Viral Indicators of Hygienic-Sanitary Quality: Detection of Somatic Coliphages in the Southern Adriatic Sea
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One of the objectives of microbiological water quality studies is to identify and minimise public health risks from exposure to bathing waters.
Water-related diseases, particularly those caused by viral pathogens, are still of major concern. Gastrointestinal symptoms experienced by bathers following immersion in surface waters are mainly due to viral, rather than bacterial, infection.
However, there does not appear to be a correlation between the number of pathogenic viruses present in the water matrices and Escherichia coli, the parameter most frequently used to establish microbial water quality.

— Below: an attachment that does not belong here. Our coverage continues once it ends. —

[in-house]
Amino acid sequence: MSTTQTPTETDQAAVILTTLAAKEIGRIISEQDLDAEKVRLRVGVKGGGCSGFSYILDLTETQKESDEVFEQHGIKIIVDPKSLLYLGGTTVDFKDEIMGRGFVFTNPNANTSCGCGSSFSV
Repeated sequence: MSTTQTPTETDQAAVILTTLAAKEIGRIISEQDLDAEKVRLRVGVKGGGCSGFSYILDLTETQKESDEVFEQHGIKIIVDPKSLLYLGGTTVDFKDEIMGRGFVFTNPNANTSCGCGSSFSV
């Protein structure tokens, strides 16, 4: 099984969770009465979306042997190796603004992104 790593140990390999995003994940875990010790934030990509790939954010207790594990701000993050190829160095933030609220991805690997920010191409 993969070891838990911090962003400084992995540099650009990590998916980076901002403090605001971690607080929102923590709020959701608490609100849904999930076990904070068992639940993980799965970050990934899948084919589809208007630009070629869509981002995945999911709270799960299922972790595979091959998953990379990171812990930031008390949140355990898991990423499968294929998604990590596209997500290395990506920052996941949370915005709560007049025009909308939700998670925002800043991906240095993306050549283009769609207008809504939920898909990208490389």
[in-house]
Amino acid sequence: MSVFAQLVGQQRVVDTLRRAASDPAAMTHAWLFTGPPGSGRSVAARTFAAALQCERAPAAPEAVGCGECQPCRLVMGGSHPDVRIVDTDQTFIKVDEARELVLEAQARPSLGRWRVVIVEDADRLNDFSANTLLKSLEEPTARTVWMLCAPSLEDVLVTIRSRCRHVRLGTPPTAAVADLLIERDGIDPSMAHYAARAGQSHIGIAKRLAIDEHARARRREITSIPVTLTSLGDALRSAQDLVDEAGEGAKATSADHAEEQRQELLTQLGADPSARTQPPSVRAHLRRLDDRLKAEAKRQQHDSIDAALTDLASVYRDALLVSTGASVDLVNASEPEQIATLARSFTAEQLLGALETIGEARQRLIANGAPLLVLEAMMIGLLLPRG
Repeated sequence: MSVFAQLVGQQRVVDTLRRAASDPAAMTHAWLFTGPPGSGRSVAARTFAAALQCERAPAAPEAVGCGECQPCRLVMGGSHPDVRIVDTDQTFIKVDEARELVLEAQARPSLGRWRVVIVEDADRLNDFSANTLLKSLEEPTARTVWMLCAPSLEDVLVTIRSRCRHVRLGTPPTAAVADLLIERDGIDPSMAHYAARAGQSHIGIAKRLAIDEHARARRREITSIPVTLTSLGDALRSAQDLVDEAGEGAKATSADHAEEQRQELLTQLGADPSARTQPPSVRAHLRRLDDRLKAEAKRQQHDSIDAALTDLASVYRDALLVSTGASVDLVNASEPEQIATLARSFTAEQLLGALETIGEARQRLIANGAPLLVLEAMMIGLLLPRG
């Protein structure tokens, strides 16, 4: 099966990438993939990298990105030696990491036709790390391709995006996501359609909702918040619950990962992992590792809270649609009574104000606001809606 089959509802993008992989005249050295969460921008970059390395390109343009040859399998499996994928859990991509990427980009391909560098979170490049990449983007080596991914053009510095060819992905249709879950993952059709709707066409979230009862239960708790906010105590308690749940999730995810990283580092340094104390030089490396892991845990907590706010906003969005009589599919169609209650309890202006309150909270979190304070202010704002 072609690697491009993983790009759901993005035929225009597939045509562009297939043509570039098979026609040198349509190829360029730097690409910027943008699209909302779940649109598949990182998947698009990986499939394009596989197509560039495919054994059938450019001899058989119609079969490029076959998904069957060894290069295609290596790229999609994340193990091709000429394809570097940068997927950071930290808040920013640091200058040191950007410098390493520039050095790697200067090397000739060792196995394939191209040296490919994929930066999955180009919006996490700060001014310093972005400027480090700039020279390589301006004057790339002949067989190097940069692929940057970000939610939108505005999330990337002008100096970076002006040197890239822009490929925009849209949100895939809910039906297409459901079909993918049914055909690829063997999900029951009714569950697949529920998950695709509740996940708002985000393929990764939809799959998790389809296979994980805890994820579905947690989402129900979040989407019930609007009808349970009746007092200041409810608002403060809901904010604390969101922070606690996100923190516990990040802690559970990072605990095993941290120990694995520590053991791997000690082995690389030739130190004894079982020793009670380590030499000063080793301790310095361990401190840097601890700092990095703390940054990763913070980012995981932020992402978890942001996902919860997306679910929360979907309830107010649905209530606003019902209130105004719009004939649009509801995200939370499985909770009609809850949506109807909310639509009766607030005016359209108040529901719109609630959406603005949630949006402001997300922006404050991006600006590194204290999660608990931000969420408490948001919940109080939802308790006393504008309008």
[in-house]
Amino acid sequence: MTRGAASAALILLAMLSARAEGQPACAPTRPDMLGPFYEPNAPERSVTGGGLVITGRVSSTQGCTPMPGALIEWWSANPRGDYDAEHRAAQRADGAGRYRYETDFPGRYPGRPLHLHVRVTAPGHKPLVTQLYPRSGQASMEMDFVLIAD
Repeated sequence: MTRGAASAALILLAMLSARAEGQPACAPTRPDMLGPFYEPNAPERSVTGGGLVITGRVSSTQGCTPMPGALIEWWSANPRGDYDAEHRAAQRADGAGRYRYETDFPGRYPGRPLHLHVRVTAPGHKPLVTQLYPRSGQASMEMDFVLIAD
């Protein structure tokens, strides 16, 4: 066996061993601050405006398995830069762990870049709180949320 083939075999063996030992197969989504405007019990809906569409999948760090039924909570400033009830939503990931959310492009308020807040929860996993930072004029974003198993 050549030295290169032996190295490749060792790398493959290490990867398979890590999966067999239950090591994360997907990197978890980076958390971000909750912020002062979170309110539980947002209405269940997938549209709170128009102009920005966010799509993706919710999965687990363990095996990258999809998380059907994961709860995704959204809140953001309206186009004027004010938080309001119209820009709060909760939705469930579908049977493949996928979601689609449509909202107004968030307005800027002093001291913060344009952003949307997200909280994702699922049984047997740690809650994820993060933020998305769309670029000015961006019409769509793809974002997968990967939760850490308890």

This study describes the spatial and temporal distribution of somatic coliphages compared with conventional bacterial indicators (E. coli and Enterococci) in the waters off San Cataldo (South Adriatic Sea, Lecce—Italy), a beach resort near the city of Lecce subject to high anthropogenic impact.
Our results indicate that somatic coliphages are less sensitive to environmental factors (temperature and dilution) than the classical indicators of faecal contamination.
These findings suggest that somatic coliphages could be used as potential indicators for evaluating the quality of coastal seawaters and treated wastewaters discharged into the sea, in order to provide a more accurate analysis of the hygienic-sanitary quality of this water matrix.
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